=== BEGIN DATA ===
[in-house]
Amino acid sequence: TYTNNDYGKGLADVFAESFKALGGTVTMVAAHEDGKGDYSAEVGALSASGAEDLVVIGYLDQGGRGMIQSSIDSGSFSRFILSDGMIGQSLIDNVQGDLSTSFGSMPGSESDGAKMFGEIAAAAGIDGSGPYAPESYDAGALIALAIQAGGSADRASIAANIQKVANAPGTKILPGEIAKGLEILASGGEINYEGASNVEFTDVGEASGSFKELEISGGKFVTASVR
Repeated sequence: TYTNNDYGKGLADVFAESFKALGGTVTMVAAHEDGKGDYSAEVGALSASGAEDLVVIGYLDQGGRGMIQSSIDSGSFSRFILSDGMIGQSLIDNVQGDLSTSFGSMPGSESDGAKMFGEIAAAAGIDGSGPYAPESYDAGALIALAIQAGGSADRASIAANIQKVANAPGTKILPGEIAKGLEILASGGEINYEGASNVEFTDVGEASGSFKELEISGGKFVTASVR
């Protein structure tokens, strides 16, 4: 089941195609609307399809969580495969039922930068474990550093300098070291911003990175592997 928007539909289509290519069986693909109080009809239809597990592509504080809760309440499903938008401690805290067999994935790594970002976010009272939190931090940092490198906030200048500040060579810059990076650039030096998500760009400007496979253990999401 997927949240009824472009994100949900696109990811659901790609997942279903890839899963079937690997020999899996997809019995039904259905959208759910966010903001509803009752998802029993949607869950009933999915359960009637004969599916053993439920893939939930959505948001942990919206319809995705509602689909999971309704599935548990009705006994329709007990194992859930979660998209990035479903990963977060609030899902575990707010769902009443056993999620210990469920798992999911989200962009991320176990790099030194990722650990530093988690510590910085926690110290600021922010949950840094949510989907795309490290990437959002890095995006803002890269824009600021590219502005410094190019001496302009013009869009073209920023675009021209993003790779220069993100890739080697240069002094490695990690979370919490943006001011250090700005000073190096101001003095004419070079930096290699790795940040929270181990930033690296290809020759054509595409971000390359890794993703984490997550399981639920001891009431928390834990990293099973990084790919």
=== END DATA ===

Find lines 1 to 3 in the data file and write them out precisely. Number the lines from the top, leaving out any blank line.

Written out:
[in-house]
Amino acid sequence: TYTNNDYGKGLADVFAESFKALGGTVTMVAAHEDGKGDYSAEVGALSASGAEDLVVIGYLDQGGRGMIQSSIDSGSFSRFILSDGMIGQSLIDNVQGDLSTSFGSMPGSESDGAKMFGEIAAAAGIDGSGPYAPESYDAGALIALAIQAGGSADRASIAANIQKVANAPGTKILPGEIAKGLEILASGGEINYEGASNVEFTDVGEASGSFKELEISGGKFVTASVR
Repeated sequence: TYTNNDYGKGLADVFAESFKALGGTVTMVAAHEDGKGDYSAEVGALSASGAEDLVVIGYLDQGGRGMIQSSIDSGSFSRFILSDGMIGQSLIDNVQGDLSTSFGSMPGSESDGAKMFGEIAAAAGIDGSGPYAPESYDAGALIALAIQAGGSADRASIAANIQKVANAPGTKILPGEIAKGLEILASGGEINYEGASNVEFTDVGEASGSFKELEISGGKFVTASVR